So you’ve decided that you want to make a go of this audio business you’ve heard so much about. Whether you want to do live sound for venue, track or mix someone’s songs, or do sound for film, you need a place to begin, a jumping in point.
One of the potentially frustrating things about starting off in the sound industry is navigating through the catch 22 of sound experience. Everyone wants good projects to work on, but its hard to get quality work before you’ve done quality work. It’s a tough cycle to break.
Most good bands/venues/film producers will want someone who has an impressive body of work under their belt, which can be taken as proof of the quality of your craft, before they will be willing to hire you for their project. And why wouldn’t they? They don’t want no scrubs!
But how do you break that cycle and gain that experience? You start on the bottom. When I first graduated from recording school, my first step into the business was to set up an internship at a studio. While I was doing that and working a day job to pay rent, I started working with another Full Sail graduate doing sound for film. We dove head first into whatever jobs we could find on Craigslist.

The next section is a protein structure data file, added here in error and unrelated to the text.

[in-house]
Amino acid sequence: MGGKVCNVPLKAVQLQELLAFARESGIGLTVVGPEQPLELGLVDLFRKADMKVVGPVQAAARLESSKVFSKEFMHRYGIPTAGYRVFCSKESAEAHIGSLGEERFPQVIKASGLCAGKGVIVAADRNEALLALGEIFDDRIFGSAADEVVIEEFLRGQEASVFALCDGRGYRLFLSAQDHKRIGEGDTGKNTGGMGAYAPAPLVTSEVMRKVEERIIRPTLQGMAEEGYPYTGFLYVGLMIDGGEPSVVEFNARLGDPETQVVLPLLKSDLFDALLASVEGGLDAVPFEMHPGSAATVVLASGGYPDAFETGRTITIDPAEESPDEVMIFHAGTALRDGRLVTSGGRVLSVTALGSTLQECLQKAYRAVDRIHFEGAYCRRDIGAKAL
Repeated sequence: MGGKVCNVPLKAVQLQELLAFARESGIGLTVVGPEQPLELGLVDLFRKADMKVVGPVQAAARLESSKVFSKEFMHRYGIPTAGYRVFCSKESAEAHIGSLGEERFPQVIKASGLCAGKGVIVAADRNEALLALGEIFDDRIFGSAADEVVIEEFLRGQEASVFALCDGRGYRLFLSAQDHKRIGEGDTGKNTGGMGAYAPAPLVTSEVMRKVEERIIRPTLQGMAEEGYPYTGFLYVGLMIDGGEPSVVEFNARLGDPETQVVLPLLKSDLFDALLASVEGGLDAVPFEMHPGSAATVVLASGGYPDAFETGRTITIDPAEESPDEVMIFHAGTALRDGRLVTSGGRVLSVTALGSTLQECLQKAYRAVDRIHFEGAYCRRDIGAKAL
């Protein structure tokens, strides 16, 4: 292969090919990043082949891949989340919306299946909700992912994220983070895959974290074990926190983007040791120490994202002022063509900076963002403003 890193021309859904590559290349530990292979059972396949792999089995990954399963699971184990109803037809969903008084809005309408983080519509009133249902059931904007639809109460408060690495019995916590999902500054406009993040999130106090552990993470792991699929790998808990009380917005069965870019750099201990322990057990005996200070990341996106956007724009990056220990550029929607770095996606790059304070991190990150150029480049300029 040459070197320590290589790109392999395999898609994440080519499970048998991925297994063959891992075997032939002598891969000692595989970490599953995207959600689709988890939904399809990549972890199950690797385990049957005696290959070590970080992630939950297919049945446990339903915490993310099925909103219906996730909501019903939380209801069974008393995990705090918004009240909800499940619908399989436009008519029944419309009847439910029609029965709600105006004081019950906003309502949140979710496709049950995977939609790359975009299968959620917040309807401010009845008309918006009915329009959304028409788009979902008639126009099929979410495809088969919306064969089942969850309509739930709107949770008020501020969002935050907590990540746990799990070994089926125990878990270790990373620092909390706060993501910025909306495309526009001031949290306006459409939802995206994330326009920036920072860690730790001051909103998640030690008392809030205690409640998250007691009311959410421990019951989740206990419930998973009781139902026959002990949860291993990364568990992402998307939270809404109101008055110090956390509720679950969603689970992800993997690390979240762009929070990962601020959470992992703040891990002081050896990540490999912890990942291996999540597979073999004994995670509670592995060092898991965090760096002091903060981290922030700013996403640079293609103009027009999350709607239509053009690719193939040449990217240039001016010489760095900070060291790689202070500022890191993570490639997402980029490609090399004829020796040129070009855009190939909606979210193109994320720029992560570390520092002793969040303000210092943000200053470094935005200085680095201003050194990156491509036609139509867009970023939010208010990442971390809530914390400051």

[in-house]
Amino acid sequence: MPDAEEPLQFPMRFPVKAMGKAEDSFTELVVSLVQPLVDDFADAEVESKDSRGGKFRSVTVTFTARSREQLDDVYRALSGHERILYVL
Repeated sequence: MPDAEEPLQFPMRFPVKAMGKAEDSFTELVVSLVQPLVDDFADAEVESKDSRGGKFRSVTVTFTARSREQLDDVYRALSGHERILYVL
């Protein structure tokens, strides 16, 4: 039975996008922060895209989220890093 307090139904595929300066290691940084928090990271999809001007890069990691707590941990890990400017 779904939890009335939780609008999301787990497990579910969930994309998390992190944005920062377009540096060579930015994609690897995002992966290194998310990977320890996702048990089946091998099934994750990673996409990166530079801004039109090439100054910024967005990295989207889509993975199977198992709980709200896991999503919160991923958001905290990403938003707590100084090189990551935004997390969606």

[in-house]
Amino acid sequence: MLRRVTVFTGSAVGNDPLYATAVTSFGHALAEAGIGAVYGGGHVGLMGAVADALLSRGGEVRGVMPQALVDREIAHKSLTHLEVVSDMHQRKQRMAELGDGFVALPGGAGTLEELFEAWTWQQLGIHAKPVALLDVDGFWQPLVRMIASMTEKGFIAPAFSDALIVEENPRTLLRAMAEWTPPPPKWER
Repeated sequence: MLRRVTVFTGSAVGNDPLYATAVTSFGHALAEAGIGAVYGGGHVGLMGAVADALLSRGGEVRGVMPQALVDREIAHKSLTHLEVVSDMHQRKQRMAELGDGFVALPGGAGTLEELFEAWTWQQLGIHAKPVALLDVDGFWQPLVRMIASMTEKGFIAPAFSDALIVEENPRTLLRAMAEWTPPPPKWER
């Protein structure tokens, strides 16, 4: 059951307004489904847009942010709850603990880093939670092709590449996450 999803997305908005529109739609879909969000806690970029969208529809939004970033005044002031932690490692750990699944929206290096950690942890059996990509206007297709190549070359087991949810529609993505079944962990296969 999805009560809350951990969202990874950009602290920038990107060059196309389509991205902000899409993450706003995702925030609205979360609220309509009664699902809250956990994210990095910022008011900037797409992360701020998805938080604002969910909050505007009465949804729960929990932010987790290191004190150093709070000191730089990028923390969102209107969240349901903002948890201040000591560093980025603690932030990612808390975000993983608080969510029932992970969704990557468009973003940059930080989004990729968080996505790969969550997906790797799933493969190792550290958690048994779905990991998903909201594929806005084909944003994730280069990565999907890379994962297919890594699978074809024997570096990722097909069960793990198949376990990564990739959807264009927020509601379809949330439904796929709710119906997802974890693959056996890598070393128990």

Working for free, we would meet with aspiring film makers and work on their projects. We would do the very best that we could to help them create their art, all the while building a portfolio of projects we could show to prospective clients in the future.
We would take on a variety of projects, ones that I would compose music for, ones that were completely filmed but just needing to be mixed, training videos for businesses, etc. If it was out there and we were available, we jumped on it like a hungry hungry hippo.
After awhile, we were contacted by a former client who was gearing up to make another movie, this time with a budget for the sound department. The time had finally come for our first paid sound work. While I worked on that film, I remember thinking how crazy it was that I was getting paid to do something I loved. I’ve been chasing it ever since.
It’s a long winding road, and at times extremely intense trying to make a go of it , but if you really want to do sound for a living, you have to start somewhere. The sooner you do, the sooner you can start working on paid projects that fulfill you artistically AND financially. Isn’t that what its all about?